I quickly checked previous results. Heracles had won all their home games at the time except one – against Feyenoord and later that month they lost to PSV but then the ‘big 3’ in Holland beat most teams – and they’d won most of them with quite a bit to spare and regularly scoring three or four goals. They were also pretty hopeless away from home BTW.
Here We Go, Here We Go [Again]
Now this might be just a case of finding two teams with vastly contrasting fortunes. It might be coincidence but I don’t think it is. I have noticed a pattern for early goals, or early chances that almost went in, especially when the crowd are creating a positive energy for their team.
If you look at it logically, a winning streak makes perfect sense. Previous good results help to put fans in a positive mood before the game, and this transfers to the players earlier so they play well, score early and carry on winning. It’s almost self-fulfilling.
Yet most football fans are, and I’m probably thinking about ones in England from my own experiences, often a pessimistic bunch that usually fear – or prepare for – the worst. There is an undercurrent of ‘here we go again’ that feels almost inherent; maybe a way of protecting ourselves from more disappointment.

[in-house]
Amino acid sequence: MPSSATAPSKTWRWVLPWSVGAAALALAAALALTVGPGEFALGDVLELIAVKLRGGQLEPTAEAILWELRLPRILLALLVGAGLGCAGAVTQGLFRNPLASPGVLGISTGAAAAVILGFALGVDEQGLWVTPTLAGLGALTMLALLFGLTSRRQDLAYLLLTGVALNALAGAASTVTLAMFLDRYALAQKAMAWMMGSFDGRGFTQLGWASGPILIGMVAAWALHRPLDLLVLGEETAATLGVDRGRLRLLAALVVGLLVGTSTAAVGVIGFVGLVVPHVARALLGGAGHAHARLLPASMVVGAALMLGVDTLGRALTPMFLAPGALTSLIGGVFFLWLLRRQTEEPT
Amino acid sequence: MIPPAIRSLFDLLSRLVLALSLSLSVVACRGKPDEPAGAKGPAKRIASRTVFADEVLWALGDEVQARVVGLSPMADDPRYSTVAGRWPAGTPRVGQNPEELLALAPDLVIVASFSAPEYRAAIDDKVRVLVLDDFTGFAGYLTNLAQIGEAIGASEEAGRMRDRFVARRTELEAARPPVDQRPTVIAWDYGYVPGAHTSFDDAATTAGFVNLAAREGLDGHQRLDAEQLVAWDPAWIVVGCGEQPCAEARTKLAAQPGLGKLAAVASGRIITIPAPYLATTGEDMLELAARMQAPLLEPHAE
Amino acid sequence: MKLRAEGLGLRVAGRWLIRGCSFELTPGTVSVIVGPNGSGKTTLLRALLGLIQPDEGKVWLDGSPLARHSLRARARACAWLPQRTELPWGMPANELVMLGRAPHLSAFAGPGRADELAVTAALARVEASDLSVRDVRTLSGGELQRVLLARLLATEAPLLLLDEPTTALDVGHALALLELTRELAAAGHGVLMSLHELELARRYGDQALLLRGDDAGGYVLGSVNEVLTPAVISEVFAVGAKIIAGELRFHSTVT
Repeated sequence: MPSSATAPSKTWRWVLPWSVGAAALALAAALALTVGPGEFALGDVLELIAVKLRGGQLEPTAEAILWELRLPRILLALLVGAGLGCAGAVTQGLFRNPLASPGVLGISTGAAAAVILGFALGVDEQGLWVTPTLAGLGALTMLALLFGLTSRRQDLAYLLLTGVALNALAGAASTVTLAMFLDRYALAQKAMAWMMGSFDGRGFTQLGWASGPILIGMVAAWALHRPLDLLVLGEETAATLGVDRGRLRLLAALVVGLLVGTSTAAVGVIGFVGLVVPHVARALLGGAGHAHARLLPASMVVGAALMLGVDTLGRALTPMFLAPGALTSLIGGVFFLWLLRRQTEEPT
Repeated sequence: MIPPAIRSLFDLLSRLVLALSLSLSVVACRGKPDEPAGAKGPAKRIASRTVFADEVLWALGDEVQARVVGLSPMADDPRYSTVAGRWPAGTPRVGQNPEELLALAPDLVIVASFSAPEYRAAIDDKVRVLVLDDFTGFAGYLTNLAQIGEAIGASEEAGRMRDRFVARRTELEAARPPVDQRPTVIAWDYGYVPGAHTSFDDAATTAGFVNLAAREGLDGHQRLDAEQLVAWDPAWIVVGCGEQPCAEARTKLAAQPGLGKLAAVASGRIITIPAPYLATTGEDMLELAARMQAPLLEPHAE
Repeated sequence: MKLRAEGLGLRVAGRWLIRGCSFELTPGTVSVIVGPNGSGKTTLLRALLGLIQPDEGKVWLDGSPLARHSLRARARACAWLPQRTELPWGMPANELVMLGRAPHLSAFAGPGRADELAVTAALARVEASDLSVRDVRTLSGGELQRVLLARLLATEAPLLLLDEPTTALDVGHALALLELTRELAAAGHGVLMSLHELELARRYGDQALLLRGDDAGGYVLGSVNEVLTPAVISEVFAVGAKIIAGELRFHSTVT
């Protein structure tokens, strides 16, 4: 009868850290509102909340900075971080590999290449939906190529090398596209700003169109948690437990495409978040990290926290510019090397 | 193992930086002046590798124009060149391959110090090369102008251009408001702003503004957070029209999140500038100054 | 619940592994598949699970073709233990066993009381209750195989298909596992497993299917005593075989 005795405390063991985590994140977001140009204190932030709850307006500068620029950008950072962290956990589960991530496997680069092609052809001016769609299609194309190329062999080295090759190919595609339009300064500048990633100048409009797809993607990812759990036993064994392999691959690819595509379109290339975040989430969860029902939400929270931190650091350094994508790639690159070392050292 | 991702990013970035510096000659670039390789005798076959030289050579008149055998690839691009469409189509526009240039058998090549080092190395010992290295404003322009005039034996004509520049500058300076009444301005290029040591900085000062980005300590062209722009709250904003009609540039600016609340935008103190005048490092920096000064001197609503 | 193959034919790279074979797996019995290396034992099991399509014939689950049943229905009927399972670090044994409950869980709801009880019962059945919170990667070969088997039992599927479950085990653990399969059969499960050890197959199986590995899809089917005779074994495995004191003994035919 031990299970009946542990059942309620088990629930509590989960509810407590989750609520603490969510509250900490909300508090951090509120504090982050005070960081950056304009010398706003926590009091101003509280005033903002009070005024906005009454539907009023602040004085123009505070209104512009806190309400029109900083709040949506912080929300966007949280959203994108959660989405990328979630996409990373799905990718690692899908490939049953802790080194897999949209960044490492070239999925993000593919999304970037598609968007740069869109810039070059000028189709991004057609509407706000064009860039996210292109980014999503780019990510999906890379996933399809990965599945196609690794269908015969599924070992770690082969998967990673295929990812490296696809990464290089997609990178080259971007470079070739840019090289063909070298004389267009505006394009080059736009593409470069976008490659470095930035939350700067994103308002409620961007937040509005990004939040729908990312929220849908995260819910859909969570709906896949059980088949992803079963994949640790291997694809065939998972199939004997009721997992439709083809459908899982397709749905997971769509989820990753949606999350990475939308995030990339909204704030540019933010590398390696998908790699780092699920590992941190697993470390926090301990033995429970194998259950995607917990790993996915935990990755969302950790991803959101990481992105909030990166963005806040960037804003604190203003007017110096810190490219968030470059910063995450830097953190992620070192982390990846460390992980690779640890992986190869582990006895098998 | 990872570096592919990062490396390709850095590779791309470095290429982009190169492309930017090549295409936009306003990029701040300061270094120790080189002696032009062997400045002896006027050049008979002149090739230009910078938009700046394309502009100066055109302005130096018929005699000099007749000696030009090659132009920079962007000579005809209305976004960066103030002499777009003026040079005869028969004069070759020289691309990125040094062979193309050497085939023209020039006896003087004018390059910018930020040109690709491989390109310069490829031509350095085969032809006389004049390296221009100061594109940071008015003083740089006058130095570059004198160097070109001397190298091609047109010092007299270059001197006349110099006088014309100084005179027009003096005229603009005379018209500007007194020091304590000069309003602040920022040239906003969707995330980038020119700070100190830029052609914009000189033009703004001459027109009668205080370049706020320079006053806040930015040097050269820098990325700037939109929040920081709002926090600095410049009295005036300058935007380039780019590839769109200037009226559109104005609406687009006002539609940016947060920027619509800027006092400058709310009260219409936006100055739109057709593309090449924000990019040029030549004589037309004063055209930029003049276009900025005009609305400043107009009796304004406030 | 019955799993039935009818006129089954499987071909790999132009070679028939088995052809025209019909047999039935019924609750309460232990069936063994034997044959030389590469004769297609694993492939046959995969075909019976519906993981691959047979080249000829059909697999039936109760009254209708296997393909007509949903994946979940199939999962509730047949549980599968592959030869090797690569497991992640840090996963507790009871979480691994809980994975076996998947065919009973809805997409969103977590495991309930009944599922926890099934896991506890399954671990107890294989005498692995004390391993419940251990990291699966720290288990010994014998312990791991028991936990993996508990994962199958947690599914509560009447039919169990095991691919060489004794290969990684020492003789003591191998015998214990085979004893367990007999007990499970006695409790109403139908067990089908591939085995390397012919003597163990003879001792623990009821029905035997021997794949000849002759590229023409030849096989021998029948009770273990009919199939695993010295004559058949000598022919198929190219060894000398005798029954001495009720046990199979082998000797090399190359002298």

In other sports, lets pick rugby union or cricket as examples but you could also throw in ice hockey and rugby league, fans tend to be less fearful and not as resigned to potential defeat. The percentage of home wins is higher in all of them. Again, merely coincidence?
I’m not sure if there are any definitive conclusions to be made at this stage. There is probably a lot more research needed and again, if anyone wants to fund me to carry it out, please do get in touch.
I’m also not completely sure if sportsmen and women have real superpowers, if coaches can ride magic carpets or if crowds can affect what a player does with the power of their thoughts.
I am pretty sure that the more positive and supportive a home crowd are, especially at the start of a game, the better chance their team have of playing well, scoring early and winning the game.
And that’s magic enough in its own right.